herdsman, the tenth animal was touched (the rod, according to tradition, having been

dipped in red paint), and handed over to the Levites. There was to be no change made

in the animals, nor was commutation allowed.  33 He shall not search whether it be

good or bad, neither shall he change it: and if he change it at all, then both it and

the change thereof shall be holy; it shall not be redeemed.  34 These are the

commandments, which the LORD commanded Moses for the children of

Israel in mount Sinai.” The final verse of the previous chapter is repeated after

the further legislation on vows and on their commutation has been added, to show

that it too makes part of the Sinaitic code.





Vows are not instituted by the Mosaic legislation; they were already in existence as a

habit of the Hebrew people, and they are only regulated by Moses. The principle on

the subject of vows is that no one was bound to make a vow, but that when a vow

was made, it must be observed by the payment of the thing vowed or its recognized

commutation. Thus Deuteronomy 23:21-22, “When thou shalt vow a vow unto the

Lord thy God, thou shalt not slack to pay it: for the Lord thy God will surely

require it of thee; and it would be sin in thee. But if thou shalt forbear to vow,

it shall be no sin in thee.” And Numbers 30:2, “If a man vow a vow unto the Lord,

or swear an oath to bind his soul with a bond; he shall not break his word, he

shall do according to all that proceedeth out of his mouth.” And Ecclesiastes 5:5,

“Better is it that thou shouldest not vow, than that thou shouldest vow and not






      For example:


ü      Jacob’s vow: “And Jacob vowed a vow, saying, If God will be with

      me, and will keep me in this way that I go, and will give me bread

      to eat, and raiment to put on, so that I come again to my father’s

      house in peace; then shall the Lord be my God: and this stone,

      which I have set for a pillar, shall be God’s house: and of all that

      thou shalt give me I will surely give the tenth unto thee” (Genesis            



ü      Jephthah’s vow: “And Jephthah vowed a vow unto the Lord, and

      said, If thou shalt without fail deliver the children of Ammon into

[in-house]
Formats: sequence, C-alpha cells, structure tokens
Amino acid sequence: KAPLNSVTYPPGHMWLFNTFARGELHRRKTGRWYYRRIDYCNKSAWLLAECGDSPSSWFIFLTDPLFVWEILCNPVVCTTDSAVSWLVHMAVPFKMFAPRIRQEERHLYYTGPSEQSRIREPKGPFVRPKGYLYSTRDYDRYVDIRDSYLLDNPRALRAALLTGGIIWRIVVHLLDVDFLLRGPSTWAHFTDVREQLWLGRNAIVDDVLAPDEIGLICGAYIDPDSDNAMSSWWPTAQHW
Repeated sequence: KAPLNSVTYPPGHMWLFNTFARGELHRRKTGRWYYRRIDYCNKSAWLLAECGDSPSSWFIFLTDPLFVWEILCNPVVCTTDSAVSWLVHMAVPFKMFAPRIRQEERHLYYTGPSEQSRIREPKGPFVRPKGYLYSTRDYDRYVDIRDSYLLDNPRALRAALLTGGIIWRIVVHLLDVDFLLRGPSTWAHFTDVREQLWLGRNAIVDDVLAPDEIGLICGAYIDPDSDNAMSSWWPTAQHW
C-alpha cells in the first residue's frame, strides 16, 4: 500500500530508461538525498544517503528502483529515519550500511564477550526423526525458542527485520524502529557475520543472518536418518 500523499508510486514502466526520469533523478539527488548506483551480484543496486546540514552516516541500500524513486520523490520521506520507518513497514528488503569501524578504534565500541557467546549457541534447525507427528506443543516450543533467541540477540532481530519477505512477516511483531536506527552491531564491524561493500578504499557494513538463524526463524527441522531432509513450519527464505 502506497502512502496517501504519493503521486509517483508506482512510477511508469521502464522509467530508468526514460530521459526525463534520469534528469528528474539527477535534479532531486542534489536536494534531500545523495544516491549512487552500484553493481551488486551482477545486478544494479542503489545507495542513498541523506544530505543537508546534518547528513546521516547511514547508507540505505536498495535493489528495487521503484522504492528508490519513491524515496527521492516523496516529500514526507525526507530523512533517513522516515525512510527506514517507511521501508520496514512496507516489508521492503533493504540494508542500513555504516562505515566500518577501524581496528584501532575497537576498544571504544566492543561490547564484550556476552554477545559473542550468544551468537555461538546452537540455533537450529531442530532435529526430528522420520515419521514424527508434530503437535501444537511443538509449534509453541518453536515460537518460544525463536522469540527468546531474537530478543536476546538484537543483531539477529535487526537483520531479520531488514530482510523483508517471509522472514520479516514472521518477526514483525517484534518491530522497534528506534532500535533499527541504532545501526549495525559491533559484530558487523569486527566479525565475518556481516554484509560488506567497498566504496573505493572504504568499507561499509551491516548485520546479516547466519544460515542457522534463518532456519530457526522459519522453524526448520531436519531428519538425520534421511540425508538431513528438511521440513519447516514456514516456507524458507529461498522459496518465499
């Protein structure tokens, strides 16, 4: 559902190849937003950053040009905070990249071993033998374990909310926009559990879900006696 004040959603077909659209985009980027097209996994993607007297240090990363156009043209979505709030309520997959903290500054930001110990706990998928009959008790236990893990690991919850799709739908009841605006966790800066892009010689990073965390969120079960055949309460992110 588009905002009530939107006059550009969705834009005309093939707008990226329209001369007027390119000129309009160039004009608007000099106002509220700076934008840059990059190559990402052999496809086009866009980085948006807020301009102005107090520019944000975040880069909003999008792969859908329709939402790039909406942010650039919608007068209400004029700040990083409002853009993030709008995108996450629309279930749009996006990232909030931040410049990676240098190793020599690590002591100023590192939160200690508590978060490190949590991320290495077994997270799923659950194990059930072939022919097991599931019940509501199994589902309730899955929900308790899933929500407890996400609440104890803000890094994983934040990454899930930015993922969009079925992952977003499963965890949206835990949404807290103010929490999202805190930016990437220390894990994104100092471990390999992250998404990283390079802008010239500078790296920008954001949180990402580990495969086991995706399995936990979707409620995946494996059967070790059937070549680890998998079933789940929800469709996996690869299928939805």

mine hands, then it shall be, that whatsoever cometh forth of the

      doors of my house to meet me, when I return in peace from the

      children of Ammon, shall surely be the Lord’s, and (or) I will offer

      it up for a burnt offering” (Judges 11:30-31). What Jephthah appeared

      to contemplate as likely to meet him was either a non-sacrificial animal,

      which would then be handed over to the sanctuary (vs. 11-13 of this ch.),         

      or a sacrificial animal, which would be offered up. His daughter came    

      under the first head (ibid. vs. 9-10).


ü      Hannah’s vow: “And she vowed a vow, and said, O Lord of hosts,

      if thou wilt indeed look on the affliction of thine handmaid, and                

      remember me, and not forget thine handmaid, but wilt give unto

      thine handmaid a man child, then I will give him unto the Lord all

      the days of his life, and there shall no razor come upon his head”

      (I Samuel 1:11).


ü      Absalom’s pretended vow: “For thy servant vowed a vow while I

      abode at Geshur in Syria, saying, If the Lord shall bring me again

      indeed to Jerusalem, then I will serve the Lord (offer sacrifices in

      Hebron)” (II Samuel 15:8-12).



            NOT, OR CEASE TO BE, OBLIGATORY. Jeremiah writes (Jeremiah

            4:2), “And thou shalt swear, The Lord liveth, in truth, in judgment, and

            in righteousness.” Isaiah speaks of those “which swear by the Name of

            the Lord, and make mention of the God of Israel, but not in truth, nor in

            righteousness (Isaiah 48:1). Accordingly, any oath or vow is void which was

            an unrighteous oath or vow when taken; and the sin of breaking it, though a sin,

            is less than that of keeping it. Therefore Herod ought not to have kept his oath to          

            the daughter of Herodias (Matthew 14:9); and the observance of their oath by

            the forty conspirators who had bound themselves to kill Paul, would have been

            a sin on their part (Acts 23:12-21). The marriage vow, however, stands upon a            

            different basis, because marriage is a contract, containing not only a vow to God,          

            but also a promise to man, by the non-fulfillment of which wrong would be done.

            (Unfortunately, American society is dissolving because of the casual and   

            disobedient approach to this Heaven ordained, bond of glue for society– CY –